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In this triangle, we are given that $AB=AD=CE$, $BE=CD$ and angle $ECD=2*AED=2a$.

We are asked to find $AED=a$.

I have seen several problems similar to this but can't follow any of the solution methods. The only thing which is obvious to me is that since $AD+CD = BE+EC$, the triangle is isosceles.

Therefore its base angles (the ones I have drawn in green) are equal. Also triangle ABD is isosceles, therefore its base angles are equal.

I don't see any other relation to use.

(FYI this is not homework or anything - just practice and self-motivation). Thank you very much.

EDIT: If this is of any help, through Geogebra I get that $a=10^{\circ}$, therefore $ECD=20^{\circ}$ and we have a 80-80-20 triangle.

  • $\begingroup$ You mean $ECD=2a$, right? $\endgroup$ Dec 23, 2020 at 8:09
  • $\begingroup$ @JuanManuelPrada yes, thank you, made an edit. $\endgroup$ Dec 23, 2020 at 8:12

4 Answers 4


Choose $X$ so that $ADEX$ is a parallelogram. Then $XE=AD=CE$ and since $XE \parallel AC$, we get $\angle XEC = 180^\circ - 2a$. It follows that $a=\angle XCE$.

On the other hand, $\angle XAE = \angle DEA = a$. Therefore $\angle XCE = \angle XAE$ which shows that $AXEC$ is cyclic. Then we see that $\angle ACX = a = \angle XCE$, so the corresponding chords are equal: $AX=XE$. Also note that $X$ lies on the bisector of angle $ACB$ and since $ACB$ is isosceles, it follows that $AX=XB$.

Then we find $AX=XB=AB$ so $AXB$ is equilateral. Clearly $\angle CBX = XAC = 2a$. Writing down the sum of angles of triangle $ABC$ leads to $2a+2\cdot(2a+60^\circ)=180^\circ$ which yields $a=10^\circ$.

Below is another solution.

First we're going to show that $DE=AD$. To do so we exclude the possibilities that $DE>AD$ and $DE<AD$.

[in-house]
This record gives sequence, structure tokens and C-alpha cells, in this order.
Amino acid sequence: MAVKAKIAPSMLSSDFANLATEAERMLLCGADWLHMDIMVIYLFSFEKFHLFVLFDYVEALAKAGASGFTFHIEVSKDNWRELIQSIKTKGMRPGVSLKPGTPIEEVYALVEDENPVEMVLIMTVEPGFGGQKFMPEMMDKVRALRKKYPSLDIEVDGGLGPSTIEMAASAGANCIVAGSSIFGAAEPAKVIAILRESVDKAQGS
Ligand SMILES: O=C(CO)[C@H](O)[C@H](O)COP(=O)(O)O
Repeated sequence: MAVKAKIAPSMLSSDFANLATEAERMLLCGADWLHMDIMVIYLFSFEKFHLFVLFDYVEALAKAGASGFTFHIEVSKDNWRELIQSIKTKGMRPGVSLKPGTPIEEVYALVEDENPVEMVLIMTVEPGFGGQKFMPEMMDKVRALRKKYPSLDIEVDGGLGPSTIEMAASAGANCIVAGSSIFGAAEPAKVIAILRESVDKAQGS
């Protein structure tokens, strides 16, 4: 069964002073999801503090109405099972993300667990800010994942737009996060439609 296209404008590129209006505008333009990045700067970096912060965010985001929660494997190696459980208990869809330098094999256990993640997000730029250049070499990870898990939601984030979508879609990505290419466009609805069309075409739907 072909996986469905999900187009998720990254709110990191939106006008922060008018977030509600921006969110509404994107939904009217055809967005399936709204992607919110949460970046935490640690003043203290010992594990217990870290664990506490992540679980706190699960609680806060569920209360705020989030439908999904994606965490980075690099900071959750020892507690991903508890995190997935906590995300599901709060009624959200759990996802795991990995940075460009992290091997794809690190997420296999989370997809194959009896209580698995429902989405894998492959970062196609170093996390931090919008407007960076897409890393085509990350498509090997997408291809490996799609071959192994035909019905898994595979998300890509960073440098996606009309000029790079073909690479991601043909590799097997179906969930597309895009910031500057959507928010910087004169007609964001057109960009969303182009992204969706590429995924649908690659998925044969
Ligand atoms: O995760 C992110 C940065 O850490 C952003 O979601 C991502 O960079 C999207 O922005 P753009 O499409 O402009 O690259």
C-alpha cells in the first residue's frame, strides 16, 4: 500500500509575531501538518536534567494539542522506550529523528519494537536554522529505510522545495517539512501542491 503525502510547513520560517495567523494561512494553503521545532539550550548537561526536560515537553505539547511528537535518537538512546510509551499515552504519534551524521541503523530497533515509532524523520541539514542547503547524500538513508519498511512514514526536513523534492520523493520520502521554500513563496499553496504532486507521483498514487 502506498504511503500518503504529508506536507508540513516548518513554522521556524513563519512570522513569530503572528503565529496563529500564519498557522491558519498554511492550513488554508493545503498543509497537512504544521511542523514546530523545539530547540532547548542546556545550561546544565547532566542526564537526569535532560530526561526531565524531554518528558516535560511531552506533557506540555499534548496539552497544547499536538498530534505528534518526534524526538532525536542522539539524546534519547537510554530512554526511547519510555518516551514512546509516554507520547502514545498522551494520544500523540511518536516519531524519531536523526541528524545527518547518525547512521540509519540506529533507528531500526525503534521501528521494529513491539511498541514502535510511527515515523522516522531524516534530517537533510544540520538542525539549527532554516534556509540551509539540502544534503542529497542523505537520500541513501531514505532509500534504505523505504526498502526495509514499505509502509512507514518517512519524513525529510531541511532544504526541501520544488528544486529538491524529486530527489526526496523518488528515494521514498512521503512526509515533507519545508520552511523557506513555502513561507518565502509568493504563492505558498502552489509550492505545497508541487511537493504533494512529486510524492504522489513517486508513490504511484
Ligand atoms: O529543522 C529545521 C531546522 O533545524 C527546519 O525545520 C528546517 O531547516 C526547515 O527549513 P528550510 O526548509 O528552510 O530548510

If $DE>AD$ then $\angle EAD > \angle DEA = a$. This means that $\angle EDC = a+\angle EAD > 2a = \angle DCE$ which implies that $CE>DE$ and we have a contradiction: $CE>DE>AD=CE$. If $DE<AD$ then all inequalities get reversed and we have a contradiction again. Hence $DE=AD$.

Then let $F$ be the circumcenter of $ADE$. Then $\angle DFA = 2\angle DEA = \angle ACB$, so the isosceles triangles $ADF$ and $BAC$ are similar. They are actually congruent because $AD=AB$. Since $AD=DE$, it also follows that $DEF$ is congruent to both $ADF$ and $BAC$. We can also see that $F$ lies on $AB$ because $\angle FAD = \angle BAC$.

Let $G$ be the point on $DF$ such that $DG=BE$. Then triangles $BAE$, $ADG$ and $EDG$ are congruent. In particular, $AE=EG=GA$, so triangle $AEG$ is equilateral.

What is left to do is some angle chasing. We have $\angle EGA = 60^\circ$, so $\angle DGA = 30^\circ$ as $DF$ is the axis of symmetry of $AEG$. Then $30^\circ = \angle DGA = \angle GFA + \angle FAG = \angle ACE + \angle EAC = 2a+\angle DEA = 2a+a=3a$, so $a=10^\circ$.

  • 1
    $\begingroup$ The inequality argument is sick, something I've never seen before. Once $AD=DE$ is found, a probably quicker way would be noting $\angle BFE = 4a = \angle BEF$. So $\angle ABC + C/2=8a+a=90$ $\endgroup$